By: James Conn, SFU Student
Comic book superheroes have been present in movies and television for decades now, spanning as far back as the 1950s with the Adventures of Superman and the 1960s with the Batman TV series. Theatrical adaptations of these superhero stories were also released throughout the 1970s all the way up to the present day. These movies and tv series cemented many comic book nerds’ love for the characters.
Prior to the 2000s, however, the superhero genre had always been viewed as more of a cult fandom. But after the theatrical successes of the X-Men (2000–2019), Spider-Man (2002–2007), and The Dark Knight (2005–2012) franchises, it was clear that casual media consumers were interested in this genre too. This was recently proven true again, when Marvel’s Avengers: Endgame alone made over $2.7 billion at the worldwide box office, making it the highest grossing film of all time.
Despite these successes, various Hollywood legends have recently criticized comic book films and the Marvel Cinematic Universe (MCU), most notably Martin Scorsese, known for highly acclaimed films such as GoodFellas, Taxi Driver, and The Wolf of Wall Street. In an interview with Empire Magazine, Scorsese said of Marvel films, “[ … ] That’s not cinema. Honestly, the closest I can think of them, as well made as they are, with actors doing the best they can under the circumstances, is theme parks. It isn’t the cinema of human beings trying to convey emotional, psychological experiences to another human being.” Other filmmakers along the lines of Scorsese have supported his claims, including Francis Ford Coppola, who is known for directing The Godfather trilogy. Coppola has stated that Marvel films are “despicable.”
Scorsese later doubled down on his original comment about MCU being more like theme parks than true cinema by stating that “theatres seem to be mainly supporting the theme park, amusement park, comic book films. They’re taking over the theatres. I think they can have those films; it’s fine. It’s just that shouldn’t become what our young people believe is cinema. It just shouldn’t.”
While Scorsese and Coppola may be entitled to their opinions about the validity of their own beloved gangster films over the MCU, their views completely disregard the franchise’s success and the way it shifted the nature of filmmaking for Hollywood as a whole. James Gunn, director of the Guardians of the Galaxy films, correctly points out in an Instagram post that “superheroes are simply today’s gangsters/cowboys/outer space adventurers.” Gunn also remarks that years ago, many filmmakers thought the same way of newcomers Scorsese and Coppola and their gangster movies, as opposed to the popular westerns of the time. Knowing this history of cinematic trends, it appears that Scorsese and Coppola’s statements were made in disdain for the new genre dethroning their films from blockbuster status. In other words, these statements are simply the tired complaints from old filmmakers mad at young people for enjoying movies they don’t personally view as cinema.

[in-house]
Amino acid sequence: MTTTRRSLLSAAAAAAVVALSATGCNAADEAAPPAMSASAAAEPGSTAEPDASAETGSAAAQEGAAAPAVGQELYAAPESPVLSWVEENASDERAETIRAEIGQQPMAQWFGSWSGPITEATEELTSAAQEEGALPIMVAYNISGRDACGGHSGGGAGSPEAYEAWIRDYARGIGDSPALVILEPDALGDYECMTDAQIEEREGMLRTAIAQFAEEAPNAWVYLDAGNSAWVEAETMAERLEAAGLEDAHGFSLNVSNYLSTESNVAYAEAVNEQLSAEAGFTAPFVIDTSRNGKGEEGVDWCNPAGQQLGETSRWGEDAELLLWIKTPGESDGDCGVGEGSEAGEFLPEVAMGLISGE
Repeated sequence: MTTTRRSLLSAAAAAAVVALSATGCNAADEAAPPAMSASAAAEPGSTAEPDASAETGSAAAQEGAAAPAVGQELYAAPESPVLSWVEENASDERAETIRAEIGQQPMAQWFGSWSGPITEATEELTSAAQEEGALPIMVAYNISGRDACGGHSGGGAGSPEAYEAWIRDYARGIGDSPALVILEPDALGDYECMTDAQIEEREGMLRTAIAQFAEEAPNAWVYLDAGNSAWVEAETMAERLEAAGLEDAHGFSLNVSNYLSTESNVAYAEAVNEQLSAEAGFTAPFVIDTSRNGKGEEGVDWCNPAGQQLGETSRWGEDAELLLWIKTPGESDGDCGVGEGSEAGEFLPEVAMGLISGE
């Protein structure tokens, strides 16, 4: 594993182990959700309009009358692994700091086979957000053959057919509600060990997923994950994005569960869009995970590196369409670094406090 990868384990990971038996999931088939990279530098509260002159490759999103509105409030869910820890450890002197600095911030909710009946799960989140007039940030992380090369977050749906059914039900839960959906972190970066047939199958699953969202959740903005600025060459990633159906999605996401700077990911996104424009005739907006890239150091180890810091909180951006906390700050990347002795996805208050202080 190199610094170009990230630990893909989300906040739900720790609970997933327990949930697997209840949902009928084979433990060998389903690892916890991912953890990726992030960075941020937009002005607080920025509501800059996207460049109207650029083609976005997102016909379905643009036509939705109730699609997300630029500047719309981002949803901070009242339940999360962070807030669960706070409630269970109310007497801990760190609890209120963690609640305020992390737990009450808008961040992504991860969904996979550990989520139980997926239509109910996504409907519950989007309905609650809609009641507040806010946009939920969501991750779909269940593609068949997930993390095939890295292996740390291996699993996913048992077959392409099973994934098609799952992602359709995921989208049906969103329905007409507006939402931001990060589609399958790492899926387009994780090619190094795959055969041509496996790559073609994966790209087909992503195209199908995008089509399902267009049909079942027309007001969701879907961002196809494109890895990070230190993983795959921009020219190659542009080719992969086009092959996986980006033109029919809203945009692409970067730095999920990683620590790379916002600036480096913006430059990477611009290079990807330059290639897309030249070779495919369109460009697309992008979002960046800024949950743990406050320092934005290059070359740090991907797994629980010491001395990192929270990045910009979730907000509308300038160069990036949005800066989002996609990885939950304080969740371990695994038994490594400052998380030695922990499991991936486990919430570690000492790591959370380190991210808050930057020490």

The massive success of the MCU — both critically and financially — has possibly threatened Scorsese and Coppola’s own storytelling. For one thing, it is easy to observe the new Hollywood trend inspired by the MCU: franchises that spawn multiple films, or a “cinematic universe.” Scorsese’s description of the MCU as a “theme park” makes sense when viewed through this lens; the Marvel films together act as an immersive, escapist reality that we are transported to when we enter a theatre. Even Robert Downey Jr. (known for playing Iron Man) sympathizes with Scorsese, although he disagrees. On a podcast with Howard Stern, he stated that superhero genre movies “denigrated” an older era of cinema, but that “when you [Marvel films] come in like a stomping beast, and you eliminate the competition in such a demonstrative way, you know, it’s phenomenal.”
When taking this into consideration, Scorsese’s perspective can likely be attributed to a Hollywood that may be leaving him behind in favour of films adapted from pre-existing intellectual property, such as comic books. However, no single genre is superior to the other, because everyone’s tastes are subjective. This new wave of superhero films and the classic gangster movies of old are both fetishized and beloved in their own way.